Jani

In the context of ancient Roman architecture, this term usually refers to passageways that allowed for closure at either end. Originally these structures functioned as bridges or as crossings of the pomerium. The term was later applied to gateways and over time post-and-lintel doors were replaced by arches. Later jani were often vaulted as well.

Quick Facts

Go Historic ID
30873
Names
jani Spanish
janus
iani Latin
ianus Latin

More Definitions

In the context of ancient Roman architecture, this term usually refers to passageways that allowed for closure at either end. Originally these structures functioned as bridges or as crossings of the pomerium. The term was later applied to gateways and over time post-and-lintel doors were replaced by arches. Later jani were often vaulted as well. There were several noteworthy jani in Rome, most notably the Janus Geminus, the most important shrine of Janus in the city. The closed gates of the Janus Geminus signaled that Rome was at war and open gates meant that it was at peace. It is not known if all jani were considered sacred in some sense but the term certainly has some religious connotation.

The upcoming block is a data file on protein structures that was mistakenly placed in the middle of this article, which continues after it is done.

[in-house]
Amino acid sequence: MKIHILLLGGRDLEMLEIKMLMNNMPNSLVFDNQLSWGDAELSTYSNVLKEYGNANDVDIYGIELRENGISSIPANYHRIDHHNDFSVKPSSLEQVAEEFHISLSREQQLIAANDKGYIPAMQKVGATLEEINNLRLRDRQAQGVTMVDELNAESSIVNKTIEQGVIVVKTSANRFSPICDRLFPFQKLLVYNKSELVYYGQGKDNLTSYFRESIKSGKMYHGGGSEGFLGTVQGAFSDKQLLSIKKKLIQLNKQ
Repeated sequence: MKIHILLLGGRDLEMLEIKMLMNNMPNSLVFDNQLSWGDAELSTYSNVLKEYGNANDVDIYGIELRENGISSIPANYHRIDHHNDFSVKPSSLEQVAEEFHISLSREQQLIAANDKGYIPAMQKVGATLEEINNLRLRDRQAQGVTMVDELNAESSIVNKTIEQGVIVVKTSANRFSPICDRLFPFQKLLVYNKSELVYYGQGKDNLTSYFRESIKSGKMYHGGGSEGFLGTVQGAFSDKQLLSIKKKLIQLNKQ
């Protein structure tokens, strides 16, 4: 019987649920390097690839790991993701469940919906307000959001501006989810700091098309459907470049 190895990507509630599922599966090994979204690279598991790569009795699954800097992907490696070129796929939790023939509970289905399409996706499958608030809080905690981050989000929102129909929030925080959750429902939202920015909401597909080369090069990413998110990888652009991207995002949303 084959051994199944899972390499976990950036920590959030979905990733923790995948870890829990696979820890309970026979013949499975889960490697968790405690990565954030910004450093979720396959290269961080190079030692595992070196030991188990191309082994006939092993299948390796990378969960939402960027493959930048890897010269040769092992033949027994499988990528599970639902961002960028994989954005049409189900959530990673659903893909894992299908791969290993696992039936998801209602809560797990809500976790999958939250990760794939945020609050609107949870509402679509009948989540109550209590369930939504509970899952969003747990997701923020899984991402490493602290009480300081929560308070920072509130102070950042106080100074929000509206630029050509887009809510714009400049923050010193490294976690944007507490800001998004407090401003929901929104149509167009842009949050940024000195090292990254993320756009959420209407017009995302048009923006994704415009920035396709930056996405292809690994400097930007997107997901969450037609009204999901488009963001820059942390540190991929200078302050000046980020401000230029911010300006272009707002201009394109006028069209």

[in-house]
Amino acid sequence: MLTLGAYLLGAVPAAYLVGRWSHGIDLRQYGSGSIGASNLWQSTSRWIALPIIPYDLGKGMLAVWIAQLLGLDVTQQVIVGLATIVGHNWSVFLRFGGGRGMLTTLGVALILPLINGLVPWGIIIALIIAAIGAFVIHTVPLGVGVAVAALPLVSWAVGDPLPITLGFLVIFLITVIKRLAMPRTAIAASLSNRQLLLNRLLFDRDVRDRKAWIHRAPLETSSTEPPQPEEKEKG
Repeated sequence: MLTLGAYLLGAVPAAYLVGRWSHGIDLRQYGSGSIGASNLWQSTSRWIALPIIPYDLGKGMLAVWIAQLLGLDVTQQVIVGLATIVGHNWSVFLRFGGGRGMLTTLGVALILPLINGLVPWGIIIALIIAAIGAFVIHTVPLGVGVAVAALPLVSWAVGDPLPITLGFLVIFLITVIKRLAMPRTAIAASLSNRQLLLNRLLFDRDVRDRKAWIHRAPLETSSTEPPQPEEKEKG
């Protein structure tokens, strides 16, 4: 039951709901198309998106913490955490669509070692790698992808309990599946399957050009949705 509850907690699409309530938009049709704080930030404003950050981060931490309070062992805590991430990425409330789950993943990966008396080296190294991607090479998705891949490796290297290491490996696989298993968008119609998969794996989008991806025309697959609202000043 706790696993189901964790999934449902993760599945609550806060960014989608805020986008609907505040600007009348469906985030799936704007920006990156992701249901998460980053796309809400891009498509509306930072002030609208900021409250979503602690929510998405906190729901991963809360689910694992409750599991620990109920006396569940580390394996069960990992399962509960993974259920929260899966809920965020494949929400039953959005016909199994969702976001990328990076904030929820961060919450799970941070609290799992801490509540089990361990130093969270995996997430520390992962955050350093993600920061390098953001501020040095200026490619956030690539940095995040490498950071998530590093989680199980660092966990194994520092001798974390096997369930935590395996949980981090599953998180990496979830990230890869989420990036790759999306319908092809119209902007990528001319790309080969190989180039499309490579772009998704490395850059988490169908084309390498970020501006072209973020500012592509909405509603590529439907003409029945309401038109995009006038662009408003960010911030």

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Bibliography

  1. 1.  The Getty Art & Architecture Thesaurus, 300264342. The J. Paul Getty Trust.